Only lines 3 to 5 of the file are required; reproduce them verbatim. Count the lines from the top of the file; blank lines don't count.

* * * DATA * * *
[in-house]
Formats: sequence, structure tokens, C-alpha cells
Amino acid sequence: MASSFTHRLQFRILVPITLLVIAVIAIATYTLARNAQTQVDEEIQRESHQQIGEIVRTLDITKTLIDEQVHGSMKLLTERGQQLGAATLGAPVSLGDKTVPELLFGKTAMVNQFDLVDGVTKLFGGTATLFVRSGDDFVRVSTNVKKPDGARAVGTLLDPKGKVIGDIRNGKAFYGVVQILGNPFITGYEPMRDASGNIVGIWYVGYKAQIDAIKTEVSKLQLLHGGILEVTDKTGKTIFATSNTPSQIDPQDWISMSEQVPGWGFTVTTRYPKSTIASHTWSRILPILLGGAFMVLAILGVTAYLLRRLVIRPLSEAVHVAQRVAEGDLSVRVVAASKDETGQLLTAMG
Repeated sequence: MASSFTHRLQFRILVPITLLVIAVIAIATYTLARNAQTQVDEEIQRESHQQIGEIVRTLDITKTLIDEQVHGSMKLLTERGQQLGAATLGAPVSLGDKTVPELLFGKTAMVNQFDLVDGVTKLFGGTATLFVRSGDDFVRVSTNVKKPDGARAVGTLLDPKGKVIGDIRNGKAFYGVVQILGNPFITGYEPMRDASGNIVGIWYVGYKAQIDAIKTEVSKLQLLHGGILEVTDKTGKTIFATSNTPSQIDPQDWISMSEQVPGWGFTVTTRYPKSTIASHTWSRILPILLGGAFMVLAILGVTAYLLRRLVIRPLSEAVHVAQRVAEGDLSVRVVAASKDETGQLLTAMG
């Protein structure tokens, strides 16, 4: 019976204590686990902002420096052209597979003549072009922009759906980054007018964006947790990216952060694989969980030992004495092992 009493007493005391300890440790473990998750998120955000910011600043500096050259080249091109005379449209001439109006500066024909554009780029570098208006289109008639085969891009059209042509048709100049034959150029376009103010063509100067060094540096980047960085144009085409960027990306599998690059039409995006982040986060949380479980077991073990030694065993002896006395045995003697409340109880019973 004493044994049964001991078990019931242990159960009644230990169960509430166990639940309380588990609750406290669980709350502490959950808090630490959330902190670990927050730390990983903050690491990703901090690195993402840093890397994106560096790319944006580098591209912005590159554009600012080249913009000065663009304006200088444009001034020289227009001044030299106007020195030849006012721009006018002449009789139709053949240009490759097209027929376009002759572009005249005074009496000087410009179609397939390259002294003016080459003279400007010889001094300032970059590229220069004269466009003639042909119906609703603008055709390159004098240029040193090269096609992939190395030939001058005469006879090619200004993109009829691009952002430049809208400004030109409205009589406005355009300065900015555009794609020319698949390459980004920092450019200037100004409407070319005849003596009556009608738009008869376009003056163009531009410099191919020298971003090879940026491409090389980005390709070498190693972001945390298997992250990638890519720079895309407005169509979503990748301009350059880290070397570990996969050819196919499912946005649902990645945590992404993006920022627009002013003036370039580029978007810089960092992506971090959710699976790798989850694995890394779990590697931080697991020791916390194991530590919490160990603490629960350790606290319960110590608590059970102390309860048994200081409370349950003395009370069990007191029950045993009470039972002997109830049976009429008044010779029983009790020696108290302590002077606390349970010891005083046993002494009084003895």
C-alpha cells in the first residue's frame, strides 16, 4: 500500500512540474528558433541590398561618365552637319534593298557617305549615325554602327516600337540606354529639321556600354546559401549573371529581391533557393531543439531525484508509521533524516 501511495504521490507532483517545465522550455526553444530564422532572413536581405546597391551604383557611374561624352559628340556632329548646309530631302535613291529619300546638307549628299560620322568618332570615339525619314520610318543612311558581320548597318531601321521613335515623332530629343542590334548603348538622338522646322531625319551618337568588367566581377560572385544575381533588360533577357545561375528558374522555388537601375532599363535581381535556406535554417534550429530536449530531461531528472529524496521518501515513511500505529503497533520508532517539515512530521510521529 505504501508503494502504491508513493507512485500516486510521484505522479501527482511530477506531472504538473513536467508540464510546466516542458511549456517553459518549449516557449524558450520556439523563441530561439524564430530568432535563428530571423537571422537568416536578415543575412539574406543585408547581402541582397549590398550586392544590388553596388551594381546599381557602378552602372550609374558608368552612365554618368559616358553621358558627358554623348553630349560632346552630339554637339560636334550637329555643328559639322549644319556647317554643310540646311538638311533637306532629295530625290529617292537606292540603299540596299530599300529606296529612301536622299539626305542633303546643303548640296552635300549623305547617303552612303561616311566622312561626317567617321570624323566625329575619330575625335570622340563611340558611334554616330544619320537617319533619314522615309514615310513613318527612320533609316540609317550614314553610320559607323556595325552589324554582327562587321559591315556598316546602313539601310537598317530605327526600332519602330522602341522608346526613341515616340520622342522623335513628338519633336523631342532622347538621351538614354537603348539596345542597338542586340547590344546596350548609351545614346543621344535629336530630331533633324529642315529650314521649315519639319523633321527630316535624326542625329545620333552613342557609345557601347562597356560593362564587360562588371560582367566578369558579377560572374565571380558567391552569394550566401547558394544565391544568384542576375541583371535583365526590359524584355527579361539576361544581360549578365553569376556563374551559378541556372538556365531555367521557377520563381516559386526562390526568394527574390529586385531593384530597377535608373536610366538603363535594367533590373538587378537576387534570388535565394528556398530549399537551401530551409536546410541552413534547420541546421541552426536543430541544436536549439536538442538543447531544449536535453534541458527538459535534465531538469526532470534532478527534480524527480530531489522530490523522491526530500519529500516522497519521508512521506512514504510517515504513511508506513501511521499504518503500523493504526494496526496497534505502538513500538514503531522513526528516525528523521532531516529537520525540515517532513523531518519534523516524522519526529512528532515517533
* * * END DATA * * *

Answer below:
Amino acid sequence: MASSFTHRLQFRILVPITLLVIAVIAIATYTLARNAQTQVDEEIQRESHQQIGEIVRTLDITKTLIDEQVHGSMKLLTERGQQLGAATLGAPVSLGDKTVPELLFGKTAMVNQFDLVDGVTKLFGGTATLFVRSGDDFVRVSTNVKKPDGARAVGTLLDPKGKVIGDIRNGKAFYGVVQILGNPFITGYEPMRDASGNIVGIWYVGYKAQIDAIKTEVSKLQLLHGGILEVTDKTGKTIFATSNTPSQIDPQDWISMSEQVPGWGFTVTTRYPKSTIASHTWSRILPILLGGAFMVLAILGVTAYLLRRLVIRPLSEAVHVAQRVAEGDLSVRVVAASKDETGQLLTAMG
Repeated sequence: MASSFTHRLQFRILVPITLLVIAVIAIATYTLARNAQTQVDEEIQRESHQQIGEIVRTLDITKTLIDEQVHGSMKLLTERGQQLGAATLGAPVSLGDKTVPELLFGKTAMVNQFDLVDGVTKLFGGTATLFVRSGDDFVRVSTNVKKPDGARAVGTLLDPKGKVIGDIRNGKAFYGVVQILGNPFITGYEPMRDASGNIVGIWYVGYKAQIDAIKTEVSKLQLLHGGILEVTDKTGKTIFATSNTPSQIDPQDWISMSEQVPGWGFTVTTRYPKSTIASHTWSRILPILLGGAFMVLAILGVTAYLLRRLVIRPLSEAVHVAQRVAEGDLSVRVVAASKDETGQLLTAMG
């Protein structure tokens, strides 16, 4: 019976204590686990902002420096052209597979003549072009922009759906980054007018964006947790990216952060694989969980030992004495092992 009493007493005391300890440790473990998750998120955000910011600043500096050259080249091109005379449209001439109006500066024909554009780029570098208006289109008639085969891009059209042509048709100049034959150029376009103010063509100067060094540096980047960085144009085409960027990306599998690059039409995006982040986060949380479980077991073990030694065993002896006395045995003697409340109880019973 004493044994049964001991078990019931242990159960009644230990169960509430166990639940309380588990609750406290669980709350502490959950808090630490959330902190670990927050730390990983903050690491990703901090690195993402840093890397994106560096790319944006580098591209912005590159554009600012080249913009000065663009304006200088444009001034020289227009001044030299106007020195030849006012721009006018002449009789139709053949240009490759097209027929376009002759572009005249005074009496000087410009179609397939390259002294003016080459003279400007010889001094300032970059590229220069004269466009003639042909119906609703603008055709390159004098240029040193090269096609992939190395030939001058005469006879090619200004993109009829691009952002430049809208400004030109409205009589406005355009300065900015555009794609020319698949390459980004920092450019200037100004409407070319005849003596009556009608738009008869376009003056163009531009410099191919020298971003090879940026491409090389980005390709070498190693972001945390298997992250990638890519720079895309407005169509979503990748301009350059880290070397570990996969050819196919499912946005649902990645945590992404993006920022627009002013003036370039580029978007810089960092992506971090959710699976790798989850694995890394779990590697931080697991020791916390194991530590919490160990603490629960350790606290319960110590608590059970102390309860048994200081409370349950003395009370069990007191029950045993009470039972002997109830049976009429008044010779029983009790020696108290302590002077606390349970010891005083046993002494009084003895």